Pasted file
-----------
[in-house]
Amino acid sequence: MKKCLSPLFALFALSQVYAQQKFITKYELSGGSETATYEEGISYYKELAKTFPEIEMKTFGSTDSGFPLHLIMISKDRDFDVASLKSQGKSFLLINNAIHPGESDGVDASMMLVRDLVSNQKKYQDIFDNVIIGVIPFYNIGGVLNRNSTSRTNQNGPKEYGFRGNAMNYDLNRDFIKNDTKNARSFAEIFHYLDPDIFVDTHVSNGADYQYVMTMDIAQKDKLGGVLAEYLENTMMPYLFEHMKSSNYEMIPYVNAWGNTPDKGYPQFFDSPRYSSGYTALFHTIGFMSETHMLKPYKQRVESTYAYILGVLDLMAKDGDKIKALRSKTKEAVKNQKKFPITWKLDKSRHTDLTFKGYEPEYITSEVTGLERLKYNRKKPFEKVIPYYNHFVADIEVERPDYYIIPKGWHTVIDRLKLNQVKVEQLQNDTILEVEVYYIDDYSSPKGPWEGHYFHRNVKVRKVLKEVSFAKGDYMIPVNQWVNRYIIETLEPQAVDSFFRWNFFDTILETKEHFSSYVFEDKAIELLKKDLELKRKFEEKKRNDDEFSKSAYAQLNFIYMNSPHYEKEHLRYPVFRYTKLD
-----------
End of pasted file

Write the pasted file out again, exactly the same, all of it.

[in-house]
Amino acid sequence: MKKCLSPLFALFALSQVYAQQKFITKYELSGGSETATYEEGISYYKELAKTFPEIEMKTFGSTDSGFPLHLIMISKDRDFDVASLKSQGKSFLLINNAIHPGESDGVDASMMLVRDLVSNQKKYQDIFDNVIIGVIPFYNIGGVLNRNSTSRTNQNGPKEYGFRGNAMNYDLNRDFIKNDTKNARSFAEIFHYLDPDIFVDTHVSNGADYQYVMTMDIAQKDKLGGVLAEYLENTMMPYLFEHMKSSNYEMIPYVNAWGNTPDKGYPQFFDSPRYSSGYTALFHTIGFMSETHMLKPYKQRVESTYAYILGVLDLMAKDGDKIKALRSKTKEAVKNQKKFPITWKLDKSRHTDLTFKGYEPEYITSEVTGLERLKYNRKKPFEKVIPYYNHFVADIEVERPDYYIIPKGWHTVIDRLKLNQVKVEQLQNDTILEVEVYYIDDYSSPKGPWEGHYFHRNVKVRKVLKEVSFAKGDYMIPVNQWVNRYIIETLEPQAVDSFFRWNFFDTILETKEHFSSYVFEDKAIELLKKDLELKRKFEEKKRNDDEFSKSAYAQLNFIYMNSPHYEKEHLRYPVFRYTKLD